Man Booker 2013. The winner is: Eleanor Catton

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Congratulations, Eleanor!

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Seems my guess was the kiss of death for Jim Crace and NiViolet Bulwayo. Sorry about that, you two. Especially to Jim Crace. That man should not stop writing, almost as much as I should, in order to protect the innocent. I’m upset with him for his insistence he’s done. He wants to fish, he says. To relax and fish. Well, maybe he’ll change his mind one day.

Speaking of, have you read a book by him yet, have you? We had this discussion (I did, at least) a few weeks back. Everything he’s written is touched by God Himself. Read all his books, write reviews of him in all the places and maybe he’ll see them and feel all nostalgic and weepy about the terrible feeling of facing the blank screen (or notebook, I can’t recall offhand what he said). I would email him again and instruct him to get back to work but I’m afraid he’ll develop Sebastian Barry complex and begin to look at me askance. Truth is I am the most innocent thing. A bit excitable (only about books, otherwise I pretty much just stare into space) and passionate (ditto) but not at all scary.

Convincing? Should I revise?

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luminariescatton2Lots and lots of copies of the book I couldn’t get through.

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But the point – lost long ago, in a fit of wildly careening writing – is the Big Prize went to the one novel I tried to get through and couldn’t! Huzzah…?

What’s wrong with me? It’s not a bad book. Not bad bad, I mean. The fault was in not giving it enough undivided attention, I’m almost certain. I’m sort of bad, that way. It’s well-written and about the intriguing and new-to-me subject of the gold rush in New Zealand:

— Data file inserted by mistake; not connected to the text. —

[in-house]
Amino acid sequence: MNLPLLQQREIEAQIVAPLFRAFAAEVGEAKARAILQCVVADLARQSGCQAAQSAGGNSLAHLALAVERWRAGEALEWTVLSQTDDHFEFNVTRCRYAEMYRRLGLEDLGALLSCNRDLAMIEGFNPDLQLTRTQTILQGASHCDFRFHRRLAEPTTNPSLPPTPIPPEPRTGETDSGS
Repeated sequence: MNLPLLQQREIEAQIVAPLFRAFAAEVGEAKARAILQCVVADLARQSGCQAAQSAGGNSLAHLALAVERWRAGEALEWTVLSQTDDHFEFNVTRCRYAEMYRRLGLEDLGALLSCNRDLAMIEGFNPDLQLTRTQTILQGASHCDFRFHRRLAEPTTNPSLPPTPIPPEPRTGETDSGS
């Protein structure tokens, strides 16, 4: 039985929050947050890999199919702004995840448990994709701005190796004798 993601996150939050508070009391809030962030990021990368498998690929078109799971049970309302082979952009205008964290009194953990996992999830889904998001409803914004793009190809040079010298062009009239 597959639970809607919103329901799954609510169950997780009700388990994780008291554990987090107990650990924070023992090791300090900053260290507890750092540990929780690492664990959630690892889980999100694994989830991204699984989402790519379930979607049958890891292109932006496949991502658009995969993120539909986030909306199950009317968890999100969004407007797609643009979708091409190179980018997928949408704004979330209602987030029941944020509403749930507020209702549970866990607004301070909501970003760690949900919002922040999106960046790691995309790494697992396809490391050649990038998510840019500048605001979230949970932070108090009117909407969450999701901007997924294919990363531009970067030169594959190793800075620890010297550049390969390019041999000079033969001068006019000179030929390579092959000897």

It is 1866, and Walter Moody has come to make his fortune upon the New Zealand goldfields. On the stormy night of his arrival, he stumbles across a tense gathering of twelve local men, who have met in secret to discuss a series of unsolved crimes. A wealthy man has vanished, a prostitute has tried to end her life, and an enormous fortune has been discovered in the home of a luckless drunk. Moody is soon drawn into the mystery: a network of fates and fortunes that is as complex and exquisitely patterned as the night sky.

The Luminaries

Sounds lovely when you put it that way, doesn’t it? Well, as far as I know it’s still on my Kindle (I have a free eBook from the publisher, which will disappear when they decide to “archive” it), so I’ll get back on it or die trying. With Moby Dick still ongoing. And that doorstop Tudors.

At least Henry’s dead now, (the VIII, not some random Henry) finally, and Elizabeth’s primed for crown and sceptre, once that pesky Edward gets out of her way. I’d grown tired reading about Henry and his sadism. What an @$$hole, really! Boiling people alive? Dismembering, chopping off heads, hanging and burning? Not to mention the destruction of all those beautiful churches and the illuminated manuscripts. Did you know they used those gorgeous works for toilet paper? Turns my stomach. Ten centuries destroyed in one fell swoop, Ackroyd wrote, and I wanted to weep.